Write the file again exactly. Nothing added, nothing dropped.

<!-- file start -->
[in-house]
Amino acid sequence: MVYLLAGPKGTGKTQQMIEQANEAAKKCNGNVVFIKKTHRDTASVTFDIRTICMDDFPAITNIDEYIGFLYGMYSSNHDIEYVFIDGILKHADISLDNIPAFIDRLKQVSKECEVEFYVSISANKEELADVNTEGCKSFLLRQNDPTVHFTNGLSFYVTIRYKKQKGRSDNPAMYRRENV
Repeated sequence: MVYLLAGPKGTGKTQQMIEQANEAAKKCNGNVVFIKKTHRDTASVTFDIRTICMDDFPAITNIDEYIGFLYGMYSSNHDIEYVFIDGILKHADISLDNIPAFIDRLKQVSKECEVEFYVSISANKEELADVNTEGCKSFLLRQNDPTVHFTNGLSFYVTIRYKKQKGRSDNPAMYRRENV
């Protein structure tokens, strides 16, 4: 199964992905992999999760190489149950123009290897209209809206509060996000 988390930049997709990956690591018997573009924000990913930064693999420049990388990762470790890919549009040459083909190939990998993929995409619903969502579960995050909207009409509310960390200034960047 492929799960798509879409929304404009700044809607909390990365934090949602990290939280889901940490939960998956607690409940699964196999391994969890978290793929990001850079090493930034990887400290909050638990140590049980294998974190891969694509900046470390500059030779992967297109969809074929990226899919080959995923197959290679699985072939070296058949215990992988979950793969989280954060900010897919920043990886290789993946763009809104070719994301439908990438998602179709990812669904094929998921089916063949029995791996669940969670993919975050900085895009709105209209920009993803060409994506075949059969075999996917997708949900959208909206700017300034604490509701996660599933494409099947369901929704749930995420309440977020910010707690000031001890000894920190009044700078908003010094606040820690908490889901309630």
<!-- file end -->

[in-house]
Amino acid sequence: MVYLLAGPKGTGKTQQMIEQANEAAKKCNGNVVFIKKTHRDTASVTFDIRTICMDDFPAITNIDEYIGFLYGMYSSNHDIEYVFIDGILKHADISLDNIPAFIDRLKQVSKECEVEFYVSISANKEELADVNTEGCKSFLLRQNDPTVHFTNGLSFYVTIRYKKQKGRSDNPAMYRRENV
Repeated sequence: MVYLLAGPKGTGKTQQMIEQANEAAKKCNGNVVFIKKTHRDTASVTFDIRTICMDDFPAITNIDEYIGFLYGMYSSNHDIEYVFIDGILKHADISLDNIPAFIDRLKQVSKECEVEFYVSISANKEELADVNTEGCKSFLLRQNDPTVHFTNGLSFYVTIRYKKQKGRSDNPAMYRRENV
């Protein structure tokens, strides 16, 4: 199964992905992999999760190489149950123009290897209209809206509060996000 988390930049997709990956690591018997573009924000990913930064693999420049990388990762470790890919549009040459083909190939990998993929995409619903969502579960995050909207009409509310960390200034960047 492929799960798509879409929304404009700044809607909390990365934090949602990290939280889901940490939960998956607690409940699964196999391994969890978290793929990001850079090493930034990887400290909050638990140590049980294998974190891969694509900046470390500059030779992967297109969809074929990226899919080959995923197959290679699985072939070296058949215990992988979950793969989280954060900010897919920043990886290789993946763009809104070719994301439908990438998602179709990812669904094929998921089916063949029995791996669940969670993919975050900085895009709105209209920009993803060409994506075949059969075999996917997708949900959208909206700017300034604490509701996660599933494409099947369901929704749930995420309440977020910010707690000031001890000894920190009044700078908003010094606040820690908490889901309630």